While I was eager to get college over with so I could return to the mountains, prairies and rivers of Montana, Homer couldn’t wait to get here for the first time. He had grown up hearing, reading, and dreaming about the adventures that awaited in the wilds of Montana. So he fled Minnesota after a couple of years and launched into wildlife studies at the University of Montana and a life of rambling across the whole beautiful landscape of the Treasure State.

 

By the time Homer and I really connected, he had already amassed a lifetime’s worth of those very adventures that he had been dreaming about. So when the time came, it was my pal Homer, from Illinois, who first showed me how to climb to the top of the Scapegoat Plateau. It was Homer who led the way the first time up Grey Wolf Peak. It was Homer who showed me, at a comparatively late date in my outdoor life how to hunt wild turkeys in the Tongue River Breaks. It was also Homer who introduced me to Bunny, the Tongue River rancher who happens to be one of the true knights of Montana’s southeastern corner, doing battle against reckless energy development to protect the land, the water, and the ranching heritage of that country for most of his adult life. That is a battle that Homer has long since joined as well.

Bunny, Not Always As Mean  As He Looks

Bunny, Not Always As Mean As He Looks

 

We have floated many a river together in those forty years. We have trudged countless miles under heavy packs to places of impossible beauty. Looking back, I know we were really just kids when all this started, and I’m not just referring to Homer and me, I mean all of us old pals, the ones who share this love of a place, and each other. We grew up together, and now we are watching our own children moving off in their adult lives. We have shared joys and we have been there with each other in times of unimaginable darkness and sorrow.

With Homer in a beautiful place, not too long ago

With Homer in a beautiful place, not too long ago

 

Today, this week, we are still scheming about the next adventure. A river trip? A turkey hunt? Or maybe another record-setting cross-country drive to New York to collect a canoe, a couple of old outboard motors, and some fishing gear for muskellunge. If we do that drive again, I know we will again feel exactly the same way when cross the border back into Montana, not far from Alzada.

 

We will be just plain happy to be home. It doesn’t matter which side of the mountains that means.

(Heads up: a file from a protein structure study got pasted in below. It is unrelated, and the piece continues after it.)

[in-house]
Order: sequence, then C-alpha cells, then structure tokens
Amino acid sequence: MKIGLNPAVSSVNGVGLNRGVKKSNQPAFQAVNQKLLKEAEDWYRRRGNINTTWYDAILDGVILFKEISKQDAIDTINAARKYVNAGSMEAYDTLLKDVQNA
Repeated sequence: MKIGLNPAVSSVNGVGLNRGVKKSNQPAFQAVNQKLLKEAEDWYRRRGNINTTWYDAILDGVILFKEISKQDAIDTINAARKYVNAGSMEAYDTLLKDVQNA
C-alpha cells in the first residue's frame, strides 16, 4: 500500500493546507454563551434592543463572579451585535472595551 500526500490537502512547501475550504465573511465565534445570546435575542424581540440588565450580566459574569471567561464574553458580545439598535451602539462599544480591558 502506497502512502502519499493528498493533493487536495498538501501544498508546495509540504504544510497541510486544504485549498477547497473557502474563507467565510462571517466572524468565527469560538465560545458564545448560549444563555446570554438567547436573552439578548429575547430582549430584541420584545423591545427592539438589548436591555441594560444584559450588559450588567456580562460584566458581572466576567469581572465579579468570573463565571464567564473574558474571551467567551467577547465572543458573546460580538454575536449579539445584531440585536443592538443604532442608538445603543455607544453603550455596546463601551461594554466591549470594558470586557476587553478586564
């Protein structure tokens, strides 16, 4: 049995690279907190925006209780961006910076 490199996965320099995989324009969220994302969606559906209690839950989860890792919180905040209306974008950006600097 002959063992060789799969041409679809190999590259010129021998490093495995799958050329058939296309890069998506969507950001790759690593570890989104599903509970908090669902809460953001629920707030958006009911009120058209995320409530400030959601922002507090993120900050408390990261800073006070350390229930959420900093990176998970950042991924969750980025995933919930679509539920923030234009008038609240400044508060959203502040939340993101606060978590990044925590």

Just for good measure--it may not be in Montana, but it's close. Another beautiful place Homer showed me.

Just for good measure–it may not be in Montana, but it’s close. Another beautiful place Homer showed me.

 

 

 

 

 

 

6 Comments

  1. Thanks for a great post. It gave me a lot to think about–and now I’m not sure I could pick one side permanently.

  2. Peter Bierbach

    Greg;
    I have never met you but “Homer” was on my Peaks to Prairie team for many years with Dave Coppock and Doug Monger (the triathlon from Red Lodge to Billings) Your column in the Missoulian was always a favorite since I moved to Missoula in 2010. I finally figured out who Homer was and enjoy your blog. Hope to meet you sometime.

  3. Greg:
    Thanks for the great story. I finally figured out who “Homer” was. He was my teammate for a long time in the “Peaks to Prairie” race from Red Lodge to Billings. I did the bike and he paddled with Doug M.

    And the several times I met “Bunny” it took a lot of courage to call him that but I think he prefers that name.

  4. The first time I met Homer, I had just started working for the same company. I believe you were there, also. He was kinda scary being much taller and with that mono-brow. I didn’t know what to think what with all those photos of animals defecating and having sex on the bookshelves of his office. But, once we wrassled on the floor of the Windbag a few times, we became OK, tentative acquaintances and actually did some canoe races together. The aforementioned Peaks to Prairie being one. Must have been 1979 or 80. Maybe I’ll see him again sometime.